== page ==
The testing center provides the items needed to take the MCAT—a noteboard booklet, fine point marker, storage key, and earplugs. All notes, cell phones, bags, or other personal items are strictly prohibited. There are two ten-minute breaks during the exam, and one thirty-minute mid-exam break. During the breaks—which are optional—students may access food, water, or medication.
HOW IS THE MCAT SCORED?
The MCAT is divided into four sections:
- Biological and Biochemical Foundations of Living Systems (BBLS)
- Chemical and Physical Foundations of Biological Systems (CPBS)
- Psychological, Social, and Biological Foundations of Behavior (PSBB)
- Critical Analysis and Reasoning Skills (CARS)
Each section is scored from a low of 118 to a high of 132, with a midpoint of 125. Scores for the four sections combine for the total score, which ranges from a low of 472 to a perfect 528. The midpoint is 500.
MCAT scores include a percentile rank, which shows how a student’s scores compare to others. A 125 score on a section or an overall 500 score ranks at 50 percent—exactly in the middle with half doing worse, half doing better. The higher the percentile rank, the better the student did. MCAT scores and percentile ranks are released 30 to 35 days after the exam.
HOW LONG IS THE MCAT?
The BBLS section of the MCAT gives students 95 minutes to answer 59 questions. CPBS has 53 questions to answer over a 90-minute time period. PSBB and CARS both have 59 questions over 95 minutes. Quick math: students have 6 hours and 15 minutes to answer 230 questions.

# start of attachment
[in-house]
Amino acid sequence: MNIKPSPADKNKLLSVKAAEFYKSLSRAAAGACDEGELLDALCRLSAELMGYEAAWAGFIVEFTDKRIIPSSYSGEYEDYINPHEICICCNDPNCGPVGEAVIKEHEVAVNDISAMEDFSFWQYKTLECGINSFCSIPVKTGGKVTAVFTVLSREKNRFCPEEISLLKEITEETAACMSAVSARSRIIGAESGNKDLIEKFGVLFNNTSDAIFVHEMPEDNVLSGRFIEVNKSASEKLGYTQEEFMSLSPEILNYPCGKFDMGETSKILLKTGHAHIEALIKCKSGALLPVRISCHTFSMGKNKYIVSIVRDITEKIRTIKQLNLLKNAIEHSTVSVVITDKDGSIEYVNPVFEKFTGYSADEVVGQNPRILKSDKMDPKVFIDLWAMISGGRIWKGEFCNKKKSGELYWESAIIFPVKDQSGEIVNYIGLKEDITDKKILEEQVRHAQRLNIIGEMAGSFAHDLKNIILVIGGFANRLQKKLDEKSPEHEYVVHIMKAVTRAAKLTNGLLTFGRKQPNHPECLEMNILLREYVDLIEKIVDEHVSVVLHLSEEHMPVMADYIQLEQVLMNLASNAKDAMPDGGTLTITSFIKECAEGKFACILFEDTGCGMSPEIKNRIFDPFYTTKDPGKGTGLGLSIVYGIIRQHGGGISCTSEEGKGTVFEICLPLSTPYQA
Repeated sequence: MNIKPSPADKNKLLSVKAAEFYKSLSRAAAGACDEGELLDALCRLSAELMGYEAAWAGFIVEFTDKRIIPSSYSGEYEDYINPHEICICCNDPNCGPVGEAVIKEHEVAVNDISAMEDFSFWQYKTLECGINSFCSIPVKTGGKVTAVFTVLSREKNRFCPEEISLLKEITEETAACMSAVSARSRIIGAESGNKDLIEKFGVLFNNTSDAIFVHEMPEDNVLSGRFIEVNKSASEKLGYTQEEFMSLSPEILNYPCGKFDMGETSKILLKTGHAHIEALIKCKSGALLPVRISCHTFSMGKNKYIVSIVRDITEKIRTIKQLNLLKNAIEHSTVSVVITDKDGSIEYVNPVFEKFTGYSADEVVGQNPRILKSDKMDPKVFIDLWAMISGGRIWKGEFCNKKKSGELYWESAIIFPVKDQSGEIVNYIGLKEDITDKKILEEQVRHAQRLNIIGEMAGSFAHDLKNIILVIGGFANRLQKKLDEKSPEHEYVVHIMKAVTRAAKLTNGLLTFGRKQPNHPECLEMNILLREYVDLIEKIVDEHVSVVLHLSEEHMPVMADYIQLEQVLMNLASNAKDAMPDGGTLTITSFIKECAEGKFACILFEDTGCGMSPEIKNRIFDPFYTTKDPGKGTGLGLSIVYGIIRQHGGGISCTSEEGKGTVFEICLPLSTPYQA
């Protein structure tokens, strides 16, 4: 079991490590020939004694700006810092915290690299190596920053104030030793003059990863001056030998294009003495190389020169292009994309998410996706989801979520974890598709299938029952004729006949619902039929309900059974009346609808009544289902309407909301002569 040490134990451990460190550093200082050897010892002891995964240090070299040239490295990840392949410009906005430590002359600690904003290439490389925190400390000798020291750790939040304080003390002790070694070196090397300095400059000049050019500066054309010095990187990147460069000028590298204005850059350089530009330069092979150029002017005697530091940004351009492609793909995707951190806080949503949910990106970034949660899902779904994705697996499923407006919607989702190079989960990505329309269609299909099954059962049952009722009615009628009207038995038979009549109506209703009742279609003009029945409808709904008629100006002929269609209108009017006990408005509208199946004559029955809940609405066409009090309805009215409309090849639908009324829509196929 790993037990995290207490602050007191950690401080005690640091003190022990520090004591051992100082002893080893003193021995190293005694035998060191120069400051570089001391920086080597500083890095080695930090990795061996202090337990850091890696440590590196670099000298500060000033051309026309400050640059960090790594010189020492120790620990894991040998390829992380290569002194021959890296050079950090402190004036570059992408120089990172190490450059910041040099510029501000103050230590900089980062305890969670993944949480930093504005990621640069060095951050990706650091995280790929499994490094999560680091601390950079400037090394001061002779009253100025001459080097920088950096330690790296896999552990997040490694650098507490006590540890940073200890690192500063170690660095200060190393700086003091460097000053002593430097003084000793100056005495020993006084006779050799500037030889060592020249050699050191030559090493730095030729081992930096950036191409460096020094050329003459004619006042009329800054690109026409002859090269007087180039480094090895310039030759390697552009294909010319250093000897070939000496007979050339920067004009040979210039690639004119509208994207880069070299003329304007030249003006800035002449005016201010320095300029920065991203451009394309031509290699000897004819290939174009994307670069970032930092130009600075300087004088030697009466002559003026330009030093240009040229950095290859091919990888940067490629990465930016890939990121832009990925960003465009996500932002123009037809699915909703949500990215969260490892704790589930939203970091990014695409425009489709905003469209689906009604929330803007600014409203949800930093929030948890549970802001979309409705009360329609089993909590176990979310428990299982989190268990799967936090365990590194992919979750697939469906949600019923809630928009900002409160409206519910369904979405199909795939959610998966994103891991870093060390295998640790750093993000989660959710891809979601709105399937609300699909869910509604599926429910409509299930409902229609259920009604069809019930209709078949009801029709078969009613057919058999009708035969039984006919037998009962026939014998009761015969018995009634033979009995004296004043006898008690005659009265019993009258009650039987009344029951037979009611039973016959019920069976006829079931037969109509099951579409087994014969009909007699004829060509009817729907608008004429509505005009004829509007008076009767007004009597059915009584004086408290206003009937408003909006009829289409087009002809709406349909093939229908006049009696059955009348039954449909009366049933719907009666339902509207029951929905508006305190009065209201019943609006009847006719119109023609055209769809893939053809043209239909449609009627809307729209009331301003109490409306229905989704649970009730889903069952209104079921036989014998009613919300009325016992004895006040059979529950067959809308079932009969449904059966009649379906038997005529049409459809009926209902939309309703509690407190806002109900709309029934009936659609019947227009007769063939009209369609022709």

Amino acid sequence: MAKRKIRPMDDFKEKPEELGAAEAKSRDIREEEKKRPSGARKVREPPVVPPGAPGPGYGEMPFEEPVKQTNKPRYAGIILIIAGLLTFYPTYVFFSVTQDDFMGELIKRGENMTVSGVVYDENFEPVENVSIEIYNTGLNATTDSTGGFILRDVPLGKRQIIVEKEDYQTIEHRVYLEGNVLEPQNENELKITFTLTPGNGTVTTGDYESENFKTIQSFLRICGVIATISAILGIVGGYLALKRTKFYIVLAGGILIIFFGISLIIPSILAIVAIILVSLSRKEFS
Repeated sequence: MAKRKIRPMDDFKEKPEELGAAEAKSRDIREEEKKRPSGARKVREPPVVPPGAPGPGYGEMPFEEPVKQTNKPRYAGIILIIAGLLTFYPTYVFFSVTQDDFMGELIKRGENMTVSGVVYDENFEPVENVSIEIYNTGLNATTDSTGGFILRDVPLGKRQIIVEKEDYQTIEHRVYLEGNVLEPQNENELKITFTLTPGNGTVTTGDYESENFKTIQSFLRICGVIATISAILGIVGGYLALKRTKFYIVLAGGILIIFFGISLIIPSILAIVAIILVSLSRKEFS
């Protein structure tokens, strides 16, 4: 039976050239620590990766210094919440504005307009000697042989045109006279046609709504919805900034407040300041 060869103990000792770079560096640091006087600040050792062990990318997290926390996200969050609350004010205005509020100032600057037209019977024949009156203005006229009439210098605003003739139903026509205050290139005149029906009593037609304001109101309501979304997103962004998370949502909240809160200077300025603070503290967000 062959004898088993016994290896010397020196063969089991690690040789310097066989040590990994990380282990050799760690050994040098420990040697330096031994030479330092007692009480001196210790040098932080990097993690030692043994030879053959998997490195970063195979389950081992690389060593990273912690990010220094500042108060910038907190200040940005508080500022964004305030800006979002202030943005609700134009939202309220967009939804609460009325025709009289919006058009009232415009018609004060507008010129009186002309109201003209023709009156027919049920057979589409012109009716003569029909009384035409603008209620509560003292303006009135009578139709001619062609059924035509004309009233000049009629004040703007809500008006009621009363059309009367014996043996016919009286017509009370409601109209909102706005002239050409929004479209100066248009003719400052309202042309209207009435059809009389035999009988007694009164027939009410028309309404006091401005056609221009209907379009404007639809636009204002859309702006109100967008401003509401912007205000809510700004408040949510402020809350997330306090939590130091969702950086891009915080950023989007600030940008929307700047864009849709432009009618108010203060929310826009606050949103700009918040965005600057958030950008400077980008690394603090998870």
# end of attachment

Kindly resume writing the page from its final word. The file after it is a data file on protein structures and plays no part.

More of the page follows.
Students may finish a section before the given time expires and move on to the next section without waiting. Students may also skip breaks. A confident, quick, and durable test taker may finish the MCAT in fewer than six hours.
HOW HIGH DO STUDENTS NEED TO SCORE ON THE MCAT?
In the United States in 2020, AAMC data show that students accepted to medical schools had an average MCAT score of 511.5. This is a very good score, but such high standards exclude numerous exceptional students. Matriculant (accepted student) MCAT averages are slightly lower among medical schools in the Caribbean, which tend to take a more holistic approach to admissions. This process considers an applicant as a whole person rather than a mere set of grades and scores.
HOW MANY TIMES CAN YOU TAKE THE MCAT?
To achieve higher scores, students may take the MCAT more than once. Students can take the test up to three times in one year, four times in two years, or seven times in a lifetime.
DO STUDENTS BEYOND THE UNITED STATES AND CANADA TAKE THE MCAT?
Students beyond the United States and Canada may take the MCAT, but similar tests from other countries may accompany or—at times—replace the MCAT. In the United Kingdom, medical school hopefuls take the University Clinical Aptitude Test (UCAT). In India, they take the National Eligibility cum Entrance Test (NEET). In Australia, students take the Graduate Medical School Admissions Test (GAMSAT).
CAN STUDENTS TALK ABOUT THE MCAT AFTER TAKING IT?
At registration, students sign an examinee agreement that prohibits them from disclosing the contents or exact order of the MCAT, describing questions in detail, or speculating on what passages are field tests or experimental items. Test takers may, however, talk about the general test experience.
The American University of the Caribbean School of Medicine trains tomorrow’s physicians, whose service to their communities and their patients is enhanced by international learning experiences, a diverse learning community, and an emphasis on social accountability and engagement. Take the MCAT, and then take the next step toward becoming a physician: apply for admission to AUC.